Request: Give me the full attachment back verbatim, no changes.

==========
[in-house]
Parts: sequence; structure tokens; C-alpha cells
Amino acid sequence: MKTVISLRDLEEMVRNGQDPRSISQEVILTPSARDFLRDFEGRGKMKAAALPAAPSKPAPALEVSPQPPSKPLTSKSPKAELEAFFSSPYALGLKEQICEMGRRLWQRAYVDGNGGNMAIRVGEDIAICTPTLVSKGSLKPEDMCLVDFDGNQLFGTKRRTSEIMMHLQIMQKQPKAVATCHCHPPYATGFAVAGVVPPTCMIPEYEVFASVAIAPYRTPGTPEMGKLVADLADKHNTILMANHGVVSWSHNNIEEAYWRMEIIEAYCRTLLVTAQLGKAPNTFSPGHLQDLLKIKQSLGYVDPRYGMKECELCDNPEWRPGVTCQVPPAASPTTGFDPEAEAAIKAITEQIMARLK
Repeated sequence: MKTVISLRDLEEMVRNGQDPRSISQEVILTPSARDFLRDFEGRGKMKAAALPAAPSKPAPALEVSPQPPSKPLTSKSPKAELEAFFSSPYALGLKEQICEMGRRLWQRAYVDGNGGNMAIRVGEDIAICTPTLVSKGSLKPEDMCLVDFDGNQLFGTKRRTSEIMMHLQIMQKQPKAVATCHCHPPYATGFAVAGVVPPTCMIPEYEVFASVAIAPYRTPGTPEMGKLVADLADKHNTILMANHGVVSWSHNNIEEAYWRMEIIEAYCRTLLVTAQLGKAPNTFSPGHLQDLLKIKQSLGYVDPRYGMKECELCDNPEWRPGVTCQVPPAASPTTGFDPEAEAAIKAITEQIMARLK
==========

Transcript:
[in-house]
Parts: sequence; structure tokens; C-alpha cells
Amino acid sequence: MKTVISLRDLEEMVRNGQDPRSISQEVILTPSARDFLRDFEGRGKMKAAALPAAPSKPAPALEVSPQPPSKPLTSKSPKAELEAFFSSPYALGLKEQICEMGRRLWQRAYVDGNGGNMAIRVGEDIAICTPTLVSKGSLKPEDMCLVDFDGNQLFGTKRRTSEIMMHLQIMQKQPKAVATCHCHPPYATGFAVAGVVPPTCMIPEYEVFASVAIAPYRTPGTPEMGKLVADLADKHNTILMANHGVVSWSHNNIEEAYWRMEIIEAYCRTLLVTAQLGKAPNTFSPGHLQDLLKIKQSLGYVDPRYGMKECELCDNPEWRPGVTCQVPPAASPTTGFDPEAEAAIKAITEQIMARLK
Repeated sequence: MKTVISLRDLEEMVRNGQDPRSISQEVILTPSARDFLRDFEGRGKMKAAALPAAPSKPAPALEVSPQPPSKPLTSKSPKAELEAFFSSPYALGLKEQICEMGRRLWQRAYVDGNGGNMAIRVGEDIAICTPTLVSKGSLKPEDMCLVDFDGNQLFGTKRRTSEIMMHLQIMQKQPKAVATCHCHPPYATGFAVAGVVPPTCMIPEYEVFASVAIAPYRTPGTPEMGKLVADLADKHNTILMANHGVVSWSHNNIEEAYWRMEIIEAYCRTLLVTAQLGKAPNTFSPGHLQDLLKIKQSLGYVDPRYGMKECELCDNPEWRPGVTCQVPPAASPTTGFDPEAEAAIKAITEQIMARLK